Will Drowsy Driving Truck Accidents Rise during FMCSA Rule Suspension?
Under the recent suspension of a federal rule, truckers may avoid overnight rests and work longer weeks. This could result in more fatigue-related crashes.
Many people in Red Bank are well aware of the role that fatigue can play in large truck accidents. The widely publicized 2014 crash that injured Tracy Morgan and killed James McNair highlighted the deadly effects of driver fatigue. Sadly, drowsy driving is a common issue in the trucking industry. Federal regulations have been enacted to address this issue. However, the recent suspension of one regulation could leave room for an increase in negligent behaviors and truck accidents.
When the Federal Motor Carrier Safety Administration rule was effective, truckers were required to log periods of overnight rest each week. According to the FMCSA, a trucker’s weekly 34-hour “restart period” had to include two periods of overnight rest. A period only qualified as overnight rest if it spanned from 1 a.m. to 5 a.m. Now, with the rule suspended, truckers only need to record a 34-hour restart period, with no overnight rests necessary.
Dangerous rule changes
This change may lead to an increase in drowsy driving, since truckers no longer need to sleep on natural cycles. According to The New York Times, one study suggests that truckers who complete only one overnight rest per restart period show performance impairments. These impairments include losing focus on driving and drifting into other lanes. Drivers who don’t log a full overnight rest each week may show even worse impairments.
The rule suspension also may allow more truckers to work excessive hours, increasing the risk of fatigue and poor driving performance. The Marshfield News-Herald explains that the overnight rest rule virtually restricted drivers to working 70-hour weeks. Now, depending on how drivers schedule their restart periods, they may work up to 82 hours per week.
The rule suspension is not permanent. The FMCSA must complete a study into the efficacy of the rule by Sept. 30, 2015. At that point, the rule could be reinstated. However, even if this is the case, the suspension may have detrimental effects during the intervening months.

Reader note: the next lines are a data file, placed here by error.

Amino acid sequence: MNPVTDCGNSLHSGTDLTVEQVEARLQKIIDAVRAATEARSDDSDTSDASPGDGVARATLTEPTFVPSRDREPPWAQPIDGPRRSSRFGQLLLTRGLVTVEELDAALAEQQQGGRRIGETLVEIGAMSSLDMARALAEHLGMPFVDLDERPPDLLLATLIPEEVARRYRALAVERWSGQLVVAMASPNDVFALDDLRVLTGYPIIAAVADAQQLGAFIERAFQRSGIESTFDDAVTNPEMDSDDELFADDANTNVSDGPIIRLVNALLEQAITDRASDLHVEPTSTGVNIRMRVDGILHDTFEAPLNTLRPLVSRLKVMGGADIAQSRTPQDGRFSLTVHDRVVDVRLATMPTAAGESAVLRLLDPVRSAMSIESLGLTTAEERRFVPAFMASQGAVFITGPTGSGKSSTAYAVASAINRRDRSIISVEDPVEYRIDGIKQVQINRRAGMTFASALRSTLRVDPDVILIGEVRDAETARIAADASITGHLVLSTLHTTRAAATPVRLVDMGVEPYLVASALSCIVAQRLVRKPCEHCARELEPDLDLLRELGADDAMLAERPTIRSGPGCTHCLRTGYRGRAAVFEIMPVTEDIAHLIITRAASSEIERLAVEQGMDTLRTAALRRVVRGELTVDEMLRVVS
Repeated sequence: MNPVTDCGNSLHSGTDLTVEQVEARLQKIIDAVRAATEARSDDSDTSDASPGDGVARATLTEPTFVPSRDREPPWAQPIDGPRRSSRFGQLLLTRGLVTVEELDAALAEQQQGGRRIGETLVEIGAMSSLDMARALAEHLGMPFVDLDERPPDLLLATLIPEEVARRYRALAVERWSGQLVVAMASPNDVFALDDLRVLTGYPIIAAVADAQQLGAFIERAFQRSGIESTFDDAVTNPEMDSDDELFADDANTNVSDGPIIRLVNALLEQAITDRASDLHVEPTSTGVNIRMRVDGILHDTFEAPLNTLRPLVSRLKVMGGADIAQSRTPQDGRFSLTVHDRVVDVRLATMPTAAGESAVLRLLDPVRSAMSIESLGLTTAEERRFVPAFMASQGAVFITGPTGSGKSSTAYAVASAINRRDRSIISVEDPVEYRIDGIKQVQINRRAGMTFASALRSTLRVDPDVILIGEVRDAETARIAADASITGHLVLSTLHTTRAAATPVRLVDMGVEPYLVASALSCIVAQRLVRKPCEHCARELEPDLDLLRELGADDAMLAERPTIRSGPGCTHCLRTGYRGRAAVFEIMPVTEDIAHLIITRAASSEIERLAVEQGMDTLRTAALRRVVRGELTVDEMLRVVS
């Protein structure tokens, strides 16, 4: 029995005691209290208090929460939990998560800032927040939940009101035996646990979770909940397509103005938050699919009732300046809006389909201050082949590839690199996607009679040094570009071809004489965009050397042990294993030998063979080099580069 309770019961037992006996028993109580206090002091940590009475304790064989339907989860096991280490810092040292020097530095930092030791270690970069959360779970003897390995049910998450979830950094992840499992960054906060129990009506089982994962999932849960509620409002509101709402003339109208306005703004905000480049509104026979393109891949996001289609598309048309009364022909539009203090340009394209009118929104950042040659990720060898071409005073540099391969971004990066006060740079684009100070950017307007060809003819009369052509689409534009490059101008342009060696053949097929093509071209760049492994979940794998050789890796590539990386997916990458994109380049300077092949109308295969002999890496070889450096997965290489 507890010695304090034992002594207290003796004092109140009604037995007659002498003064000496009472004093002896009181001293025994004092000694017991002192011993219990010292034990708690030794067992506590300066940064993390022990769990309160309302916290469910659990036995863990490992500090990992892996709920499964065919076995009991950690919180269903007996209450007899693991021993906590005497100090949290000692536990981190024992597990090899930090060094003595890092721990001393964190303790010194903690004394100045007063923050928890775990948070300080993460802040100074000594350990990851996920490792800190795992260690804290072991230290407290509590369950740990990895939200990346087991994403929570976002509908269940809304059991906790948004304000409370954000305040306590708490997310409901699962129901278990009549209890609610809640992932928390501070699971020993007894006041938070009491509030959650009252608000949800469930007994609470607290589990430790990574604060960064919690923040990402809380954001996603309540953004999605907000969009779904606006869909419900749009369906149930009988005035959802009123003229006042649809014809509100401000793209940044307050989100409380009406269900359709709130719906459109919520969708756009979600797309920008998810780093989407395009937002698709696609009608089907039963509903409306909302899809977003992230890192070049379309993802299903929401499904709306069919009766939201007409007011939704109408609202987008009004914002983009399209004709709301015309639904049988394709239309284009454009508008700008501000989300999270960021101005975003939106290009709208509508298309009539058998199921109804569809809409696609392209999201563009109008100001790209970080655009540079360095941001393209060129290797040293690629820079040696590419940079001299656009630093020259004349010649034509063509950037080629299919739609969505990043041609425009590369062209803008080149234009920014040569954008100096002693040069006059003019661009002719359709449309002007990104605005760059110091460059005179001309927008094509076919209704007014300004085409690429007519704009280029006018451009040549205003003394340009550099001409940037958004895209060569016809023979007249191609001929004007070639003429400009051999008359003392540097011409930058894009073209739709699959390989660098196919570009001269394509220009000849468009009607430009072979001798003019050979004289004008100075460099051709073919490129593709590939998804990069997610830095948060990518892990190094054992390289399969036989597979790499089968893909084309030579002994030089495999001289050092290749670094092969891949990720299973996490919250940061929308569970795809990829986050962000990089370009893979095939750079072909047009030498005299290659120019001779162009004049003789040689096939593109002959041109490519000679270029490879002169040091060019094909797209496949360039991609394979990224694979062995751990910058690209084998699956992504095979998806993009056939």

Fatigue and truck crashes
Fatigue can be a significant risk factor in car and truck accidents. Drowsiness can result in delayed reaction times, poor judgment and misperceptions. Still, statistics regarding fatigue-related truck accidents are limited. This may be in part because fatigue is less easily established than other accident causes, such as intoxication.
In 2006, the FMCSA’s Large Truck Crash Causation Study estimated that 13 percent of all truck accidents involve fatigue. According to The New York Times, trucking industry officials claim a much lower accident rate of 7 percent. Both rates still translate to a high number of accidents involving fatigue, given the overall number of truck accidents that occur annually.
Addressing New Jersey accidents
Data from the New Jersey State Police reveals that fatal truck accidents are already a significant risk in the state. In 2012, trucks played a role in 67 fatal accidents. The number of truck accidents that resulted in serious injuries may have been even higher. Sadly, these accidents may only increase if more truck drivers begin working longer hours and skipping needed overnight sleep.
Anyone who has been hurt in a truck accident involving drowsy driving or other factors should consider meeting with an attorney. An attorney may be able to offer advice on documenting the accident circumstances and pursuing legal recourse.